Denver City Council approved a measure that will allow developers to build up to 16 stories in certain parts of the River North (RiNo) neighborhood in exchange for contributions to affordable housing. Only Councilman Paul Lopez voted against the measure.
Council President Albus Brooks says the city has been talking with the community for two years to get to the vote Monday night. The overall goal is to increase density and affordable housing near mass transit, in this case the 38th and Blake A-Line commuter rail station.
“I think it is scary for folks that live in this urban environment saying, ‘Sixteen stories!’ but I always tell folks, restricting height actually adds demand and makes it more expensive and adds gentrification,” Brooks said. “Actually, when you increase supply, that’s when it brings down the cost. So that’s our philosophy and that’s what we’re working on.”
Developers have three options if they want to build higher than ever before. They can build a certain number of affordable units based on how tall their buildings are. Developers also have the option to include commercial developments in their projects that serve the community, like day cares or grocery stores. Their final option would be to pay an affordable housing fee that's five times that of developments elsewhere in the city.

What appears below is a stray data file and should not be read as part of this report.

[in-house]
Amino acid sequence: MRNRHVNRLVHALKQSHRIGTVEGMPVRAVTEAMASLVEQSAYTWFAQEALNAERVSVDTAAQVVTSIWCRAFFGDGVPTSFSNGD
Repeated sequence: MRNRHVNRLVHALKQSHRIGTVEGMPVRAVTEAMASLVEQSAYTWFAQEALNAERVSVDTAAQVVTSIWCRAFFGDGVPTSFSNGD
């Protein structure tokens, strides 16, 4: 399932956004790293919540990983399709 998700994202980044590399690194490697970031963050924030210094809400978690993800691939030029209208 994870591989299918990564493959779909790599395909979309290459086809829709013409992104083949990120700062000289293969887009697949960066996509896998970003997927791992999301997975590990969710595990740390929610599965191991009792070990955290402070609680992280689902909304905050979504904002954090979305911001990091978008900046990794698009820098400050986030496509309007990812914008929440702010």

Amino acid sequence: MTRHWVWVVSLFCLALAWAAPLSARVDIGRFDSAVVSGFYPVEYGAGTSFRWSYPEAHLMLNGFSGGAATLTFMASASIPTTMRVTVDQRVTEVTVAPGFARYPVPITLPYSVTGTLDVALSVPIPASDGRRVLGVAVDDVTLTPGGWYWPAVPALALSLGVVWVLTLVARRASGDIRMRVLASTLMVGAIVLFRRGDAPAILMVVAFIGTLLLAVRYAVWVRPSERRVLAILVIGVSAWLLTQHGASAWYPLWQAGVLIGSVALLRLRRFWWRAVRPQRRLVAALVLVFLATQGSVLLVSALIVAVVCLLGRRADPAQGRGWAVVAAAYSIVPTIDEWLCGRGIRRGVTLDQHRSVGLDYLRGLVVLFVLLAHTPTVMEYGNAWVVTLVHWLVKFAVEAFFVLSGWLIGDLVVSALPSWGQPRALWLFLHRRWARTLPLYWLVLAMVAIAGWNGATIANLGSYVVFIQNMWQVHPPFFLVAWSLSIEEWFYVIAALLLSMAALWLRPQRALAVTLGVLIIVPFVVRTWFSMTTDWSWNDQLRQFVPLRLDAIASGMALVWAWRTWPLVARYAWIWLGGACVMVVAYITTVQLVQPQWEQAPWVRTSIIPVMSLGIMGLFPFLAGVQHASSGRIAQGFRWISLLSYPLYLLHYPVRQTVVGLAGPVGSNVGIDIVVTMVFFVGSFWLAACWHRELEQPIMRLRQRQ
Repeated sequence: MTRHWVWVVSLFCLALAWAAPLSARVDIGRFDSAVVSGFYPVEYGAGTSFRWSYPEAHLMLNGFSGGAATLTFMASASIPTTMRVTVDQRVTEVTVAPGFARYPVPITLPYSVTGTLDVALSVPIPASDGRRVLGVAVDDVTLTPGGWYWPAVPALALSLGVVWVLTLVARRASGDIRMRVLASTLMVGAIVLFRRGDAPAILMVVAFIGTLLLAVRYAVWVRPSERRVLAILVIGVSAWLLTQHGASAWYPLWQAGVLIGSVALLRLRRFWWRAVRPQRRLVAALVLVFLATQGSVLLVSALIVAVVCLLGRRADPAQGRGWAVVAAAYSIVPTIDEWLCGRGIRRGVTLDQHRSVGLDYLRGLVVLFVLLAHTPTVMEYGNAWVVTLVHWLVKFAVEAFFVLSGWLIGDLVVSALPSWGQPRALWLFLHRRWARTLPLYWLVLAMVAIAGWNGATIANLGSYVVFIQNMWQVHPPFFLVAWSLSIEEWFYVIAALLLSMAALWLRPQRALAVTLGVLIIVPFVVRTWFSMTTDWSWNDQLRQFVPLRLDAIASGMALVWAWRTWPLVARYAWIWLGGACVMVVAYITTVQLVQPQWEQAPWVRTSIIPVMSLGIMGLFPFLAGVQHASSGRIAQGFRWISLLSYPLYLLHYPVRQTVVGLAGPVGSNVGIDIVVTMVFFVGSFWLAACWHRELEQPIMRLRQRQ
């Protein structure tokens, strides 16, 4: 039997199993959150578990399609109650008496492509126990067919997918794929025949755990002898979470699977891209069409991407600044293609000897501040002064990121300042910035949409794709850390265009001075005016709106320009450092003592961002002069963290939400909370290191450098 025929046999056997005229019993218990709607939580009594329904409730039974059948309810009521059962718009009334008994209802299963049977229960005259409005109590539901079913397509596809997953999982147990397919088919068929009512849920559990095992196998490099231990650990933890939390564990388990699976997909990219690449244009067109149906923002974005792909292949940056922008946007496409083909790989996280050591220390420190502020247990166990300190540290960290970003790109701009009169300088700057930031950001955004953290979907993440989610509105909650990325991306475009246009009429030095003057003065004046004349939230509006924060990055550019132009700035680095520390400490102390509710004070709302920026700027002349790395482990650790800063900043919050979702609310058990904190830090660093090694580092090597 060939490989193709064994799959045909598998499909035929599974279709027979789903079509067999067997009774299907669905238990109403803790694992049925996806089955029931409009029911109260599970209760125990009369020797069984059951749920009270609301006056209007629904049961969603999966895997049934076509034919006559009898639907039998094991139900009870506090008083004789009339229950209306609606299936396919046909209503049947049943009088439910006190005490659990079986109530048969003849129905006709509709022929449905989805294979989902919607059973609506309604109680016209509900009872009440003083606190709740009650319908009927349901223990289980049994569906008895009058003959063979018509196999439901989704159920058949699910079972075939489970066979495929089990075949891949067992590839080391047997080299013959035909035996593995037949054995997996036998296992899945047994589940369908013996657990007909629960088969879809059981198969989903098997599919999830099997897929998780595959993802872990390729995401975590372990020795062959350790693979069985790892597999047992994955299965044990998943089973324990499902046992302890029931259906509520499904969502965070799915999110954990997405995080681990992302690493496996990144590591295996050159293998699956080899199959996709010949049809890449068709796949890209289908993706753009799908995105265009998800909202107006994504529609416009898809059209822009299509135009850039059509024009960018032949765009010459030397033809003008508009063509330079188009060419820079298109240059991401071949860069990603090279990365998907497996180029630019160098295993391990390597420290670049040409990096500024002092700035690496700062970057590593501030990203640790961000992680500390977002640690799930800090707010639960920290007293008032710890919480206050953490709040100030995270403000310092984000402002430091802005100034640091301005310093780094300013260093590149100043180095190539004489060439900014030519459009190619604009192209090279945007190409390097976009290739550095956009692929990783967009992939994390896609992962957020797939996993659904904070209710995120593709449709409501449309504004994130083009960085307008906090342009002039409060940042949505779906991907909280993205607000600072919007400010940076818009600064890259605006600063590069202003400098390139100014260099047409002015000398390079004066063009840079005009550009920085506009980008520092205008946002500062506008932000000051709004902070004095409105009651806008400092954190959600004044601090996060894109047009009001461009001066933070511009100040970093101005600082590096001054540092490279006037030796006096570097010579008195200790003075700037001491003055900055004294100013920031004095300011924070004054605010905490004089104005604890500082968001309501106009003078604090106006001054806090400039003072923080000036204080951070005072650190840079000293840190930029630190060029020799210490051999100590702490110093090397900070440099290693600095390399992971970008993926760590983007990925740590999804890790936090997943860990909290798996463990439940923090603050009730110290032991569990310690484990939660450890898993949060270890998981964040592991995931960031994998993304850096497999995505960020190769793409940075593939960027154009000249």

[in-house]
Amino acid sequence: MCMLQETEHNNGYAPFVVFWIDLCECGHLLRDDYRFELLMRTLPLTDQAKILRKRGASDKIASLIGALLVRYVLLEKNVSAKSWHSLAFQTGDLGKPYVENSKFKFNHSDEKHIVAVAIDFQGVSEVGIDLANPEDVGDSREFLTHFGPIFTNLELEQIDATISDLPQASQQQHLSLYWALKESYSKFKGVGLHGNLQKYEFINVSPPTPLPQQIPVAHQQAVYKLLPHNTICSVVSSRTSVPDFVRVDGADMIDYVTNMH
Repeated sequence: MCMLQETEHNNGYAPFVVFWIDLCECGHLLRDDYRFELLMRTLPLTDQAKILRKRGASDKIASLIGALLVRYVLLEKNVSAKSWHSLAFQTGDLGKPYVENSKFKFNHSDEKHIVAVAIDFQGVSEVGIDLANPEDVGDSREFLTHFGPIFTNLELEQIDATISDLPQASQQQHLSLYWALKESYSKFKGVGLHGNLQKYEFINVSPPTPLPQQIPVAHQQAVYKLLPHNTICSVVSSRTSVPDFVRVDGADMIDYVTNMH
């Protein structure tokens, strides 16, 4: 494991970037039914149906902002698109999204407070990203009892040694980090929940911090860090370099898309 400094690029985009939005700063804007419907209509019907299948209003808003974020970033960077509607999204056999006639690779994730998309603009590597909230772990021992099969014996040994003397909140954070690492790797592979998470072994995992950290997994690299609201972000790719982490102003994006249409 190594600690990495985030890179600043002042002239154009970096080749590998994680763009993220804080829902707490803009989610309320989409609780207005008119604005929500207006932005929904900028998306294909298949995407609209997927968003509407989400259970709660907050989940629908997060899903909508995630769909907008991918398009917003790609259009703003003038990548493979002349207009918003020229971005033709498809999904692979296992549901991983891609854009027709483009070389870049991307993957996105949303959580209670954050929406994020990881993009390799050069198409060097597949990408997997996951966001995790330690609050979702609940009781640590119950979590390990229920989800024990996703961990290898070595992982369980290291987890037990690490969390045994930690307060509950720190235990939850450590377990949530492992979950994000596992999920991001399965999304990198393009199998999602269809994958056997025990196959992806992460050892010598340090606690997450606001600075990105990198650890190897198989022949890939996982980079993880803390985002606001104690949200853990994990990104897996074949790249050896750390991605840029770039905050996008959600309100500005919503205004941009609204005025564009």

But some doubt the incentives will actually work out financially. Others don't believe the amount of affordable housing will make up for the number of people being pushed out by pricey development. Others also have concerns about the ever-changing Denver landscape.
“I think the whole city is getting out of control with the way it’s building. We don’t have a housing shortage, we have an affordable housing shortage,” said Denver resident Elyse Gordon. “Developers, if they have deep pockets, they buy their way out of affordable housing,” she said, explaining that she has experience in property development. “We are so worried about people moving in. are we not worried about people who live here? And grew up here? They deserve to have housing in the neighborhoods they live in. they should not be forced out by higher homes, higher density. We don’t need it! We just plain don’t need it!”
Brooks points to San Francisco’s housing costs saying their restrictions on building up has maxed out demand and driven up prices over time.
“We’re saying, no, especially at public transit, we want our heights to be a little higher and we want to make sure we have housing options. We want to make sure people park their car, get out of it, bike, walk things like that,” Brooks said.
Brooks tells 9NEWS that he and Mayor Hancock signed the measure on Tuesday, and it will go into effect in two months.